First off, this isn't a typical Amazon title, rather it is the product of PS Publishing, which puts out limited, signed editions by various science fiction and fantasy authors. Specifically, "A Year in the Linear Citry" was limited to 300 hardcover and another 500 paperback copies, and at the time of this writing, some copies were still available from the publisher. Moreover, there are copies available on the internet, and should the opportunity to acquire a copy present itself, I would strongly recommend doing so.
The story is set in the eponymous Linear City, which actually constitutes an entire world; one long, straight road with buildings on either side. Odd, yes, but not entirely without precedent; one might think of it as one of the "ringworlds" found elsewhere in science fiction where the inhabitants live on the outer surface rather than the interior. What really sets the Linear City apart, though, is the fact that it is bounded quite literally, by Hell on one side, and Heaven on the other. Overhead, angels and devils await death and swoop in to remove corporeal remains, as well as the deceased's soul, right at the moment of death.
Admittedly, this is a rather simplistic view of di Filippo's creation. While "hell" (referred to as The Wrong Side of the Tracks) is admittedly unsettling, it isn't conclusively a place a of eternal damnation. At the same time, heaven, or the Other Shore, seems benign enough, but again, no one knows for sure. Ultimately, it doesn't really matter, as the residents of the Linear City are largely accepting of their strange circumstance, and while this odd arrangement does inform the book, it isn't its primary focus.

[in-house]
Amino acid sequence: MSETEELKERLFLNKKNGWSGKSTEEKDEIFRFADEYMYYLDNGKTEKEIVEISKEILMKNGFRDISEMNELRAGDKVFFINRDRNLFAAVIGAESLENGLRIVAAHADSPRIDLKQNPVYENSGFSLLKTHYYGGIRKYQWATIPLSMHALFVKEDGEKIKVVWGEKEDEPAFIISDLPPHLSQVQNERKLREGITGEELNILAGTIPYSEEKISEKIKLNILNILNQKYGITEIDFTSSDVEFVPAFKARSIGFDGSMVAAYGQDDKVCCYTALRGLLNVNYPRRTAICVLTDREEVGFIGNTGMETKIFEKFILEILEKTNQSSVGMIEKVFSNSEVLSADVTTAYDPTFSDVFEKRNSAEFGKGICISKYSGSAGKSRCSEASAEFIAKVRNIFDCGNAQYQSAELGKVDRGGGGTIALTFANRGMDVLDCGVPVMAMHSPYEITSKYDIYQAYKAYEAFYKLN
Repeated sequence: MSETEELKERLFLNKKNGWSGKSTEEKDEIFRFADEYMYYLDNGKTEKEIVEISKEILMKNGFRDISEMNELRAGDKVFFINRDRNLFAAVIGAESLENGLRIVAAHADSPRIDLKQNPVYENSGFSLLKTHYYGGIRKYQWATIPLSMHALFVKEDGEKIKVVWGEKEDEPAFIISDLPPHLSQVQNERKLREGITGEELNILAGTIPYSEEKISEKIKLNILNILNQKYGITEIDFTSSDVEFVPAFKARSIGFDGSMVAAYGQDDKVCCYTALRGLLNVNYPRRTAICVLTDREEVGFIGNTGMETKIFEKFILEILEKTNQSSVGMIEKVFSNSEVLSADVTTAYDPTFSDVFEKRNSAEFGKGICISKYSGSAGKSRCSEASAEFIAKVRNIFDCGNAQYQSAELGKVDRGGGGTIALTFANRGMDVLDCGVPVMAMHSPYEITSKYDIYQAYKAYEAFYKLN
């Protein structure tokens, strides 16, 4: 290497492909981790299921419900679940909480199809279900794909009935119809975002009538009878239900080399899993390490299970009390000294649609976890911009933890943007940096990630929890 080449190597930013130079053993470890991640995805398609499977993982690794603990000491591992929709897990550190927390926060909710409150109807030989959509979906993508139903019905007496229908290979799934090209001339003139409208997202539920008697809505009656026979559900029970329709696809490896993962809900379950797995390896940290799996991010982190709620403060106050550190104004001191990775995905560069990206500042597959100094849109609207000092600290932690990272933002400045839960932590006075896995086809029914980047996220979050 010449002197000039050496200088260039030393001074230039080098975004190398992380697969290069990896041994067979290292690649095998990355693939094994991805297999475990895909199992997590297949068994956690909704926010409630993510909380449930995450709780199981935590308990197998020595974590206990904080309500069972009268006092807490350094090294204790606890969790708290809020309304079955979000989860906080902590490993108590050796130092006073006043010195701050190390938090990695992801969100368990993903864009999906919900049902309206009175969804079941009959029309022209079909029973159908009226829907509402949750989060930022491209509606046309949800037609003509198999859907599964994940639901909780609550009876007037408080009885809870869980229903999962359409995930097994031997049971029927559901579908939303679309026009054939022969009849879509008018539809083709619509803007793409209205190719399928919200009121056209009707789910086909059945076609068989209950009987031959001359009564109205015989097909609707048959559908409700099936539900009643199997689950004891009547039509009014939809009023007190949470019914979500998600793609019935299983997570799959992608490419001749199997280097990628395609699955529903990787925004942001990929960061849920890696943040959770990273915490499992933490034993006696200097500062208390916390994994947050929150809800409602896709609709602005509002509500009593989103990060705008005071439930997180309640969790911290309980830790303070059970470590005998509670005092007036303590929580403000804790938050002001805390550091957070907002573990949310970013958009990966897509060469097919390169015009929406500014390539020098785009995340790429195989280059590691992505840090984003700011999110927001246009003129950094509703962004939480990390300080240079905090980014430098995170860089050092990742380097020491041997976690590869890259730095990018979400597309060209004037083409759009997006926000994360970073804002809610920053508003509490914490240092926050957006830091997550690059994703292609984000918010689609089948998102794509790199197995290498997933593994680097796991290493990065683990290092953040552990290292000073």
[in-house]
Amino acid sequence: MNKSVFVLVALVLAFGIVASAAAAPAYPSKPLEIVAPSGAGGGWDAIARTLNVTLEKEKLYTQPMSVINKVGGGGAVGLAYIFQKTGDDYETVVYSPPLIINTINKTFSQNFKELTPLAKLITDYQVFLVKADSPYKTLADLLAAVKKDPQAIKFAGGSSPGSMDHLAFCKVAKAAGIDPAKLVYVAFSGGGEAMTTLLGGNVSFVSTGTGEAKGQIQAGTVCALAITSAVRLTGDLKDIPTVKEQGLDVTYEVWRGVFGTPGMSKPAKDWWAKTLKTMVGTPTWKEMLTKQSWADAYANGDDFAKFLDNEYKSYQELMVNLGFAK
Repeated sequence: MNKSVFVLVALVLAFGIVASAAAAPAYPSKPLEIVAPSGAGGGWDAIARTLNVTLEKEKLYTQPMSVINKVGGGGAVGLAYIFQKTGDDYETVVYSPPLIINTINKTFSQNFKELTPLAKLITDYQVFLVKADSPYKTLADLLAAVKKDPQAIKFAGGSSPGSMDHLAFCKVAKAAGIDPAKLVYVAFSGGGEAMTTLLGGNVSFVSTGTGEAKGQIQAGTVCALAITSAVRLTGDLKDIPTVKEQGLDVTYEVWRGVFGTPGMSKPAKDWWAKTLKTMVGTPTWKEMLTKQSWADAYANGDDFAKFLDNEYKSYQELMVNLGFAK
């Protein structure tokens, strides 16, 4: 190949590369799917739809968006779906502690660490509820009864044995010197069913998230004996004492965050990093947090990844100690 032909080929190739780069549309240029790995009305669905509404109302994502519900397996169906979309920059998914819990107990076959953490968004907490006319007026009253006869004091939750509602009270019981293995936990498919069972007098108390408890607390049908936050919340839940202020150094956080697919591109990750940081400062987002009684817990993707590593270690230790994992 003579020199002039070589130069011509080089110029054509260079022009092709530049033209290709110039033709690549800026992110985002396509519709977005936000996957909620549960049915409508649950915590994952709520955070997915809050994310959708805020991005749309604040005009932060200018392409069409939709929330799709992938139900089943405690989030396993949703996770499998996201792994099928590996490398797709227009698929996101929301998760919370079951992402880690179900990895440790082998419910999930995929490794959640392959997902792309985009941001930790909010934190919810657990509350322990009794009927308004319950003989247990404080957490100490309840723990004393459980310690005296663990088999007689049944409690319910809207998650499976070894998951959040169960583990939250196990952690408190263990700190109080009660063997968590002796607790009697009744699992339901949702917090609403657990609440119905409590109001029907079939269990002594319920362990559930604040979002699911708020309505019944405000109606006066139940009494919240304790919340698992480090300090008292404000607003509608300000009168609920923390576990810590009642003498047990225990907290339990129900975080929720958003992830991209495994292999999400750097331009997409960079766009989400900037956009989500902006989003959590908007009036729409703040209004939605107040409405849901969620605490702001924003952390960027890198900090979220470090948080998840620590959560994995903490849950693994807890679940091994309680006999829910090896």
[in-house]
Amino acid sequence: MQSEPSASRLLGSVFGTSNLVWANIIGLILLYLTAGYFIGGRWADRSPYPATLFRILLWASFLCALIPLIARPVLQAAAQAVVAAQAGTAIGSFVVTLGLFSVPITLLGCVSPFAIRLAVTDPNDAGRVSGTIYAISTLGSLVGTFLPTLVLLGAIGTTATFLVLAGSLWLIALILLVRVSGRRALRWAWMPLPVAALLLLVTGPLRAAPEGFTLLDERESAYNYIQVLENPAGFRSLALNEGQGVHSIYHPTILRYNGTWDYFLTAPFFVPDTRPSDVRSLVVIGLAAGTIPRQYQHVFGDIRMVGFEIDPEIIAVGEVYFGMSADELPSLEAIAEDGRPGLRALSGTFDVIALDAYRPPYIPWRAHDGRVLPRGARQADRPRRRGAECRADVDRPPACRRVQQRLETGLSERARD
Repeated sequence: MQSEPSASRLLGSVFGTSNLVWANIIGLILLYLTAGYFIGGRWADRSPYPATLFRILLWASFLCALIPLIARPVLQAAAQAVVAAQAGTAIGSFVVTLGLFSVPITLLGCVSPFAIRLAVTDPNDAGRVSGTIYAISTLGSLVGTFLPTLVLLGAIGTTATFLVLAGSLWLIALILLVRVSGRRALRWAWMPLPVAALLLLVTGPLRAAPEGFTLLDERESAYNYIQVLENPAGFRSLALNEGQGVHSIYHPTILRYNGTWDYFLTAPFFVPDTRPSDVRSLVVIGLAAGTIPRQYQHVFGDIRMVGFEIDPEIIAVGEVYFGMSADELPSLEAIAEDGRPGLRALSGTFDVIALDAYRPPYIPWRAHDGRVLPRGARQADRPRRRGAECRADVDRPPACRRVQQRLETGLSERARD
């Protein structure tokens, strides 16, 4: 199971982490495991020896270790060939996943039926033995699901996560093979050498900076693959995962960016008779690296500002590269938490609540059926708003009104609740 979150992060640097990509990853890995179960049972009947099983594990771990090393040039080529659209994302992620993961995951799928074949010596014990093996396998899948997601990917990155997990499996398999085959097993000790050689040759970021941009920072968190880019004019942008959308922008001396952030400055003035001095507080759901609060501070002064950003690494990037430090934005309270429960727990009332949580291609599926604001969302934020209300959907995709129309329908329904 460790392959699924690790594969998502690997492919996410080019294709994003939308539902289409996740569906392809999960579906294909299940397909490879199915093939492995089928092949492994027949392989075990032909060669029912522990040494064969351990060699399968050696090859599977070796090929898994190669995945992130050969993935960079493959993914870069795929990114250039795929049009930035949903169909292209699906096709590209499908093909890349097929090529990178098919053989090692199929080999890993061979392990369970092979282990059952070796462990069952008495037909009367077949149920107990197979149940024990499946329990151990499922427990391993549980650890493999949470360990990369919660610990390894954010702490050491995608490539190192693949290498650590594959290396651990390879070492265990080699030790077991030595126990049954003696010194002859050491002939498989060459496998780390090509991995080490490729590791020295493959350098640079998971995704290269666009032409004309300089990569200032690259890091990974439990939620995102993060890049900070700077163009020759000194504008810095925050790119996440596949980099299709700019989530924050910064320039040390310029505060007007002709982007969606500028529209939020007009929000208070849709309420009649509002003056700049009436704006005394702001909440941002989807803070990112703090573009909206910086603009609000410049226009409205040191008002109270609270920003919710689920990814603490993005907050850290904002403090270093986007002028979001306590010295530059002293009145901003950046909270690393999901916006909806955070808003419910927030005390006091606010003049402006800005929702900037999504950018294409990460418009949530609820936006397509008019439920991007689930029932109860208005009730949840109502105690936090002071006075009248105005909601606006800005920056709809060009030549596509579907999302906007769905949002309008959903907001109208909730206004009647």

Rather, di Filippo has chosen to explore the city, or more specifically one of its millions of boroughs, through the eye's of one of its residents over the course of one year. Incidentally, Diego Patchen is also a writer of science fiction, and as such, he is perhaps the resident of Linear City best equipped to consider alternatives to his own world, and at the same time, most likely to be befuddled by their odd, and seemingly preordained, circumstance. Through Patchen, di Filippo explore simple, but familiar themes: friendship, love, ambition, family relations, etc., but no one of these elements dominates the narrative. In this way, di Filippo reminds me strongly of Stephen King's best short stories; in them, he is often more interested in the journey than the conclusion, and that is certainly the case here. Di Filippo's world is so vibrant, and also so mysterious, it could fill far more than the slim eighty pages in this volume.
Fortunately, I have seen indications that another Linear City volume is in the works, and when it is released I will do my best to be first in the digital queue at PS Publishing. Ultimately, that is the best endorsement I can offer for "A Year in the Linear City": I will revisit it in a heartbeat. Di Filippo has clearly imagined vastly more than he has written, and the questions he leaves with the reader are numerous: what are the scales? Who built the Linear City? Does it have an end? More than that, by writing characters who are everyday people, he makes the reader immensely sympathetic towards them. I for one will gladly spend another year in the Linear City with Diego and his friends.